early euphemism of the year candidate--"artificial calamari"

Laurence Horn laurence.horn at YALE.EDU
Wed Jan 23 17:29:37 UTC 2013

On Jan 23, 2013, at 8:58 AM, Amy West wrote:

> On 1/23/13 1:05 AM, Automatic digest processor wrote:
>> Date:    Tue, 22 Jan 2013 11:51:54 -0500
>> From:    Jonathan Lighter<wuxxmupp2000 at GMAIL.COM>
>> Subject: Re: early euphemism of the year candidate--"artificial calamari"
>>          (UNCLASSIFIED)
>> I agree. "Artificial calamari" says it's fake right there in the name.
>> What kind of euphemism is that?
>> JL
> I heard that This American Life segment as well. And I have to say that
> where you all (and those on the show) are saying "artificial," I would
> be using "imitation" (as in "imitation crab," "imitation vanilla extract").
> Is it a "euphemism" along the lines of "sweetbread" (thymus or pancreas)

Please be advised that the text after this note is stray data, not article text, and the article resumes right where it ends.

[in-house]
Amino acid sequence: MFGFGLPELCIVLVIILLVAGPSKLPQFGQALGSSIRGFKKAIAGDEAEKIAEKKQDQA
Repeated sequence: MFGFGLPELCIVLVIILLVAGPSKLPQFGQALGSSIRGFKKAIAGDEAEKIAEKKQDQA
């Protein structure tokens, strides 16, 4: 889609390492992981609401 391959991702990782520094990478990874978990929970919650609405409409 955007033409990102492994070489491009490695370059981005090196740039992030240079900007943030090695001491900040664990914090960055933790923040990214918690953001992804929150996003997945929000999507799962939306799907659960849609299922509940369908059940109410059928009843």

> or "head cheese" (a sausage or "jellied mass" [gotta love that W3 def:
> yum!] made from meat from the pig's head, feet, tongue, and heart)?
> ---Amy West
Not to mention "black pudding", "brawn", "presswurst", "tlačenka", etc. (see http://en.wikipedia.org/wiki/Brawn), all of which disguise or masquerade the too-offal-for-words ingredients.  But none of the others pull off a comparable substitution across animal species, as opposed to just suppressing or altering the body parts in question.  Of course there are those mountain/prairie oysters, but as far as I know calves' testes don't appear as "oysters" under the seafood heading (if any) on menus in Western saloons, or get sold next to the clams at the fishmonger's.  Ditto for other ironyms in the same family, from Block Island turkey ('salted codfish') to Albany beef ('sturgeon') to Jewish penicillin ('chicken soup'), none of which are designed to pull the wool (or even "Alabama wool" = 'cotton') over a diner.

I agree that "imitation" makes more sense than "artificial" in the calamari/bung context, even if some would see the distinction as a mere squiddity.


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